Monday, June 27, 2016

Why Bad Guys Think They Are Good.

 Or Plastic?



One of my biggest pet peeves about many story villains is that they walk around twisting the ends of their mustaches and declaring that they are the bad guys. In reality, most people involved in evil behavior don’t see that behavior as evil. 
In a conflict, each side sees itself as good and justified and the enemy as evil. In fact, you can argue that the only real thing that differentiates a protagonist from an antagonist is that the author is taking the protagonist’s side and showing his or her justifications rather than the justifications of the antagonist.
In a conflict, the enemy is painted to seem horrible. WWII propaganda fascinates me because each side is vilifying the other. American propaganda shows a swastika-bearing boot crushing a church, or a swastika-bearing arm stabbing a dagger through the Bible. Meanwhile, the Nazis were painting Hitler as a Christ-like figure wearing a cross and bearing a sword to vanquish the evil dragons representing Germany’s enemies. 
“The face of evil is no one’s face,” writes Roy Baumeister in his book Evil: Inside Human Violence and Cruelty. “It is always a false image that is imposed or projected on the opponent.” And philosopher Hannah Arendt said, “The most horrifying things about the Nazis was not that they were so deviant but that they were terrifyingly normal.”
Pure evil, argues Baumeister, is just a myth.
Psychologist Albert Bandura would probably agree. He theorized that people who do evil have justified the morality of their actions to themselves in some way. By convincing themselves their behavior is moral, these people can separate and disengage themselves from immoral behavior and its consequences.
 Bandura said that there were four different approaches to “disengaging internal control".
1. Redefine the behavior
 Redefining the behavior is a manner of changing perspective so one’s behavior seems less reprehensible than heroic. Many hate groups use this approach; so did a great deal of WWII propaganda.  For example, while most people believe that hatred and killing are generally wrong, hating and destroying something you have defined as evil is a whole different ball game. (Bandura called this “moral justification.”) This calls to mind that old ethical dilemma—if you could travel back in time and kill Hitler as a baby (and theoretically save millions of lives in the process), would you do it?”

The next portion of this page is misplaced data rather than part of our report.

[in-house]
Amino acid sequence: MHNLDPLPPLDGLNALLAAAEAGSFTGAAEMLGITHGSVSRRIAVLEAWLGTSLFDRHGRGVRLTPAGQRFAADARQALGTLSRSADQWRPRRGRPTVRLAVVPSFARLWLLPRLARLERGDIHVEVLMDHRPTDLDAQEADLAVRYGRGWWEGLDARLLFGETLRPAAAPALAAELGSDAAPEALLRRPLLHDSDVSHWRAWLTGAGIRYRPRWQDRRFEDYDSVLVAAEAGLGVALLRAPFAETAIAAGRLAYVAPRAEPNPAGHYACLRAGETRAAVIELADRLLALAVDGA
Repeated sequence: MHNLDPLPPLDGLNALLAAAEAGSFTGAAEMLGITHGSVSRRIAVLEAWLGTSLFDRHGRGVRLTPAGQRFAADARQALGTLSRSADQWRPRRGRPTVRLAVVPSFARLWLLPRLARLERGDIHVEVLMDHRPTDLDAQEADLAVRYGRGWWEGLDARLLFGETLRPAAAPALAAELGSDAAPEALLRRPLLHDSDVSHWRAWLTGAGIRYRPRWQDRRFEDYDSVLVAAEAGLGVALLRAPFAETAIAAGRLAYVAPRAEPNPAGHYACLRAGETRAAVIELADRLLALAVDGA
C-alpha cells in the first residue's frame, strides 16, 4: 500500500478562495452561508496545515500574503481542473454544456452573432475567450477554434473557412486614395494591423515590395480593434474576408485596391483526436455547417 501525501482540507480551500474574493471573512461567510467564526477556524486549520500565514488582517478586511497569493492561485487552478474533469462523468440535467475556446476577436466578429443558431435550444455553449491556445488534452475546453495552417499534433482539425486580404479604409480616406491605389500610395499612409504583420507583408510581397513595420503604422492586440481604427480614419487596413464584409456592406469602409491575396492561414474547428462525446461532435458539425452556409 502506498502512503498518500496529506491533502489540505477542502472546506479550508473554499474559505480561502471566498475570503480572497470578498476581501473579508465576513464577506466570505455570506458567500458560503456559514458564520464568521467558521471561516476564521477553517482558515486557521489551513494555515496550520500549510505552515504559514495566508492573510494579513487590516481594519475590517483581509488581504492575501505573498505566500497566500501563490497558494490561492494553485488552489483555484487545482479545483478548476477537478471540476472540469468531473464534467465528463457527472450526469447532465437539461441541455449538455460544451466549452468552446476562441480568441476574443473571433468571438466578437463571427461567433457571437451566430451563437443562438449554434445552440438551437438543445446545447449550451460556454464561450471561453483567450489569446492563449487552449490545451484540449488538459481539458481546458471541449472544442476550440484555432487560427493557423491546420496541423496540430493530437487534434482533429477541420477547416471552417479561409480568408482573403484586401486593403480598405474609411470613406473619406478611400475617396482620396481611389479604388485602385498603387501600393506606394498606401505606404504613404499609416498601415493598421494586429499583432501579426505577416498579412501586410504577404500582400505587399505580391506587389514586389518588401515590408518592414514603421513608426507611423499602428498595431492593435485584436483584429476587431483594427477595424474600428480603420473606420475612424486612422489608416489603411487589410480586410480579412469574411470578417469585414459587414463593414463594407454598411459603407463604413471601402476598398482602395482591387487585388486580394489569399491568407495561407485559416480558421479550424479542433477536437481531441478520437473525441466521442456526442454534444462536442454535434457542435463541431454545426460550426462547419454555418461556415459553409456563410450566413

I Googled around to see what people online have said about it, and the majority seem to be for killing baby Hitler. What’s interesting about the dilemma that a lot of people don’t point out is that Hitler was not the only person responsible for WWII, the Holocaust, and related atrocities. It also assumes that Hitler was evil incarnate from the cradle, and that environment had little or no influence on what he became. But then, it’s much easier to redefine your behavior as moral and good when things are black and white.
2. Disregard or distort the consequences of behavior
Minimizing, distorting, or disregarding the pain one’s actions create for others certainly reduces feelings of guilt for harming others. When I was collecting propaganda to talk about stereotyping, prejudice, and hatred for my classes, I discovered Ferris State University’s Jim Crow Museum of Racist Memorabilia (the goal of which is to teach tolerance). I was astonished by the number of images of slaves looking—or even saying—they were happy to be in the positions they were in.
3. Dehumanize or blame the victims
In many cases, the propaganda identifies the happy-looking slaves mentioned with the nword. Epithets like this are used to dehumanize people who are being mistreated. As Roy Fox writes in his article Salespeak (printed in the book Common Culture: Reading and Writing about American Popular Culture, 5th ed), “Names [are] sacred: they communicate the essence of our identity, not just to others but to ourselves as well. To rob someone of her name was to appropriate her identity, to deny her existence.”
4. Displace or diffuse responsibility
Rather than taking personal blame for evil, many people blame a larger group or organization. Over and over in history, people who have committed atrocities blame the orders they were given, and because they believe that following orders was the greater good, they feel little or no guilt for their actions.
 During the Nuremburg trials, for example, individuals who personally ushered Jewish people into gas chambers and killed them passed off personal responsibility by arguing that they had not done evil … they had simply been following orders. William Calley, who was convicted for his role in the My Lai massacre in Vietnam, stated during his testimony that “I carried out the orders that I was given, and I do not feel wrong in doing so.” In a talk I saw Philip Zimbardo do on his book The Lucifer EffectUnderstanding How Good People Turn Evil, he said that the soldiers involved in the Abu Ghraib prisoner torture  were also following orders. “The only thing they were not told to do,” he said, “was take pictures.”